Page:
Avoiding password cracking by using custom hashing procedure?

  • In summary: the idea behind password cracking is just to replicate the password validation procedure of a web server locally with lots and lots of attempts and check whether the output of that verification matches any known leaked hash.

    However this kind of attack is only possible if the procedure by which the webserver validates a password is known by the attacker! The way I understand it, there would no way for an attacker to crack passwords if each webserver "handcrafted" their own password hashing procedure (unless the attacker got their hand on that procedure of course)

    Let me clarify: What I mean by handcrafting a hashing procedure is not "come up with a custom hash function" but rather a custom procedure to modify the clear data before hashing it with a known hash function.

    For instance :

    1. Take the password in clear.
    2. append the first n letter of the username
    3. generate a key with, (let's say you generate that key from the account creation date) and then encrypt it

    ... how many steps you can come up with?

    1. hash the result and store it in the database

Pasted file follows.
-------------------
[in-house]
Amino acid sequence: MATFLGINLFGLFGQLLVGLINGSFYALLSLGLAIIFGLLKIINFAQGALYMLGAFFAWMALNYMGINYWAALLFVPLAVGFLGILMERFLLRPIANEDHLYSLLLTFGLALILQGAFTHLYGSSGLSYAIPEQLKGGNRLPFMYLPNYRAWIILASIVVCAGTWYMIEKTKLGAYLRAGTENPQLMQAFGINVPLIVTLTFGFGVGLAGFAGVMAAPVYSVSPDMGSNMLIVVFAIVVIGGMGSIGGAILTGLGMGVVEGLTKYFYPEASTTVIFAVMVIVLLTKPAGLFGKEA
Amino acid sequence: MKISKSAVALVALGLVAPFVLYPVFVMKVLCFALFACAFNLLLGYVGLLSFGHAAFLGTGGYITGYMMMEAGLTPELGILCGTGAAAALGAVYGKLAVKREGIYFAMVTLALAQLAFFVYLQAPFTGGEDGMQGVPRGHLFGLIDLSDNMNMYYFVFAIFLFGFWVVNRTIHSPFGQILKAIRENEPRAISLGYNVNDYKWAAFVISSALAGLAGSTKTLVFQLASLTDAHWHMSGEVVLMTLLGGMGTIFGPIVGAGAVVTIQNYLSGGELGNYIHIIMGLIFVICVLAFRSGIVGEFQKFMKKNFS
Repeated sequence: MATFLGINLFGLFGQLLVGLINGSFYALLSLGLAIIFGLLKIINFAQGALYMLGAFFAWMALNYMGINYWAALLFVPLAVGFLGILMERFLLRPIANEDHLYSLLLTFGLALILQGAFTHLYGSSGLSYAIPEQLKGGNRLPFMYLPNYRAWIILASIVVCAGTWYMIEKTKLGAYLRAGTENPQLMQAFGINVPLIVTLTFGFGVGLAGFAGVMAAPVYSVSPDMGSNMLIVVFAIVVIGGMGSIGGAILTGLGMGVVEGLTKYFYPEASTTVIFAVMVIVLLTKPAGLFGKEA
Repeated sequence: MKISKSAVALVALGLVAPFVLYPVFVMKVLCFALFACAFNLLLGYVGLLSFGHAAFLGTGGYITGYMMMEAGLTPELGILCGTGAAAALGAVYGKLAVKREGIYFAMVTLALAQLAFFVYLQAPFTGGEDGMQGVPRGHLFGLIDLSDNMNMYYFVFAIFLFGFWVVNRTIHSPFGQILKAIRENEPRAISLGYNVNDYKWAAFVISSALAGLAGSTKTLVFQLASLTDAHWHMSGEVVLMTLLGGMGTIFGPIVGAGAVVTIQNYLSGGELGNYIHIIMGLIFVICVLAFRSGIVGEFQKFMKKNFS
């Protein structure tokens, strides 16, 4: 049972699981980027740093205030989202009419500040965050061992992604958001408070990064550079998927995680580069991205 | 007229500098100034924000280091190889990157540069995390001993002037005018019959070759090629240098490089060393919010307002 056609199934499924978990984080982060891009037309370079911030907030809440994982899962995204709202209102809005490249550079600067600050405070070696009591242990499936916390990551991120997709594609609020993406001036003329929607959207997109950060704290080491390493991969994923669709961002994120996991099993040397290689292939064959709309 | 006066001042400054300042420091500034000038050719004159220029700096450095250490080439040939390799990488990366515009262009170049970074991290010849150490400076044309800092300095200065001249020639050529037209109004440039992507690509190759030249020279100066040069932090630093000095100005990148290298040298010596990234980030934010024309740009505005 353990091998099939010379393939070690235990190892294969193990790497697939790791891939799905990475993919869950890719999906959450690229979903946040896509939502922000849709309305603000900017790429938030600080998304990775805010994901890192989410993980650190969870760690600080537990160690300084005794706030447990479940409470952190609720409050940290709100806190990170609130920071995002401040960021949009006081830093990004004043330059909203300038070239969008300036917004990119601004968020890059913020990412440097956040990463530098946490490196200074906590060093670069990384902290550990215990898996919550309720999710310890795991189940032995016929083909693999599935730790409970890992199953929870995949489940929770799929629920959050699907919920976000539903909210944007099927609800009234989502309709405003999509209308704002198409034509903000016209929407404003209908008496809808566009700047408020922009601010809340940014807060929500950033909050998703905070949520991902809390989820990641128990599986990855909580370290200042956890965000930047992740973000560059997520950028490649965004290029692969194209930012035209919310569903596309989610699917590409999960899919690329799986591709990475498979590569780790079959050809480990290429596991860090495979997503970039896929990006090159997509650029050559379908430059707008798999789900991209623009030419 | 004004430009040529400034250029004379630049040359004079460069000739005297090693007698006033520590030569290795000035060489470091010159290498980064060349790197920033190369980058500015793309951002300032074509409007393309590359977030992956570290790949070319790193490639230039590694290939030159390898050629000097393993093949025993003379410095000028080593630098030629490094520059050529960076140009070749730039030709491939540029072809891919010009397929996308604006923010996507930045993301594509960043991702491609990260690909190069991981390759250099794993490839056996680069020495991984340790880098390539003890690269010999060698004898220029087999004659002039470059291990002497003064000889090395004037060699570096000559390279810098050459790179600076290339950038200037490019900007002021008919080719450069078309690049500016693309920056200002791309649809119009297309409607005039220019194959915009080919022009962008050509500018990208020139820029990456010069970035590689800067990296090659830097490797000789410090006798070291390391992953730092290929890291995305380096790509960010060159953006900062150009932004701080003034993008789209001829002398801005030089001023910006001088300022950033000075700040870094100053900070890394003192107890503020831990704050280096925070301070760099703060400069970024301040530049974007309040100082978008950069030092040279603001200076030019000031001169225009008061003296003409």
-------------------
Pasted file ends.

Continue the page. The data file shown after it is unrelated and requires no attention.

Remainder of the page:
Heck, you could even generate a different procedure for each password based on the account information...

    I'm not pretending this particular procedure is worthwhile, I've just typed that from the top of my head but you get the jist of it.

    Of course that's not bulletproof as now you have to keep your algorithm secret, but that would at least circumvent database leaks from sql injection for instance.

    Would this be advisable? If not, why? Is that common practice?

    (I have no formal training in cryptography whatsoever so I do realise that I could be missing something really obvious that renders this whole idea completely useless)

    PS : now that I realise, this "procedure" idea could be replaced by a digital signature.

    As a webserver, you take the password, hash it, then sign it with a private key. Then only someone who knows the private key could replicate the password verification.

  • The problem is that you would need to justify the extra design, and subsequent processing costs, against the benefits. Then compare that to simply using established, strong, hashing processes.

    And, as you say, all that extra effort and cost remain while the benefit evaporates once someone knows the procedure you use.

    Instead, what people do is design strong hashing processes that do not need to be a secret and do not need "custom" hashing beforehand to remain strong. This approach follows "Kerckhoffs's principle".

    Yes, there are cases where "obscuring" your process can have a place, but those cases tend to be niche and obscuring solves a very particular problem. It's not a great general design principle.

    A Pepper is a version of obscuring. The problem is that once someone knows the pepper, its benefit goes away. Peppers have very specific use cases.

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